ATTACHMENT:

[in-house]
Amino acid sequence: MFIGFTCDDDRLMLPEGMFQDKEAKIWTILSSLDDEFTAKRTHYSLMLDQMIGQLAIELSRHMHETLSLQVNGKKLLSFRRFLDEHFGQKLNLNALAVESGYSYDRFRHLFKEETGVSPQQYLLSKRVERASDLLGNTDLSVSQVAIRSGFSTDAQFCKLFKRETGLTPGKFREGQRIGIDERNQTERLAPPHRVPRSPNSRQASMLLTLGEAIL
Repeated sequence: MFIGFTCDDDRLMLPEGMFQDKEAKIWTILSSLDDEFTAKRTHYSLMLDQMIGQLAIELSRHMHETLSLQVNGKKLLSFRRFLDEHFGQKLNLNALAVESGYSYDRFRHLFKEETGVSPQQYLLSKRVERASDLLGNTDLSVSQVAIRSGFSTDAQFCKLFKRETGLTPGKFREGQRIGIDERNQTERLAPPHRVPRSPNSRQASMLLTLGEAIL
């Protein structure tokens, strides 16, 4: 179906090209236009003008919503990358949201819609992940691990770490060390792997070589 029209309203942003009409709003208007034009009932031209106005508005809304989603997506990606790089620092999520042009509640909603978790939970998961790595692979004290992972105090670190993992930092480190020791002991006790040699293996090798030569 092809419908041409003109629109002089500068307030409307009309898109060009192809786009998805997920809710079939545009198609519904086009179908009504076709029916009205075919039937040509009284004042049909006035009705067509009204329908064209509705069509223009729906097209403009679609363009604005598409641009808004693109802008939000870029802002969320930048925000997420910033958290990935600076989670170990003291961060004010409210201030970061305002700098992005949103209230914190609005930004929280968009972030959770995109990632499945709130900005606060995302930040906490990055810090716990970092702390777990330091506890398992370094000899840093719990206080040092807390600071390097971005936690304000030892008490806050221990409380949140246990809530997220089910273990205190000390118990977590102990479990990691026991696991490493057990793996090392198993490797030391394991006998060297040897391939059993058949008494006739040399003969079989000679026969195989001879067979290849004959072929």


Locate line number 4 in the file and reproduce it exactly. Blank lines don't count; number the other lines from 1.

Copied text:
């Protein structure tokens, strides 16, 4: 179906090209236009003008919503990358949201819609992940691990770490060390792997070589 029209309203942003009409709003208007034009009932031209106005508005809304989603997506990606790089620092999520042009509640909603978790939970998961790595692979004290992972105090670190993992930092480190020791002991006790040699293996090798030569 092809419908041409003109629109002089500068307030409307009309898109060009192809786009998805997920809710079939545009198609519904086009179908009504076709029916009205075919039937040509009284004042049909006035009705067509009204329908064209509705069509223009729906097209403009679609363009604005598409641009808004693109802008939000870029802002969320930048925000997420910033958290990935600076989670170990003291961060004010409210201030970061305002700098992005949103209230914190609005930004929280968009972030959770995109990632499945709130900005606060995302930040906490990055810090716990970092702390777990330091506890398992370094000899840093719990206080040092807390600071390097971005936690304000030892008490806050221990409380949140246990809530997220089910273990205190000390118990977590102990479990990691026991696991490493057990793996090392198993490797030391394991006998060297040897391939059993058949008494006739040399003969079989000679026969195989001879067979290849004959072929």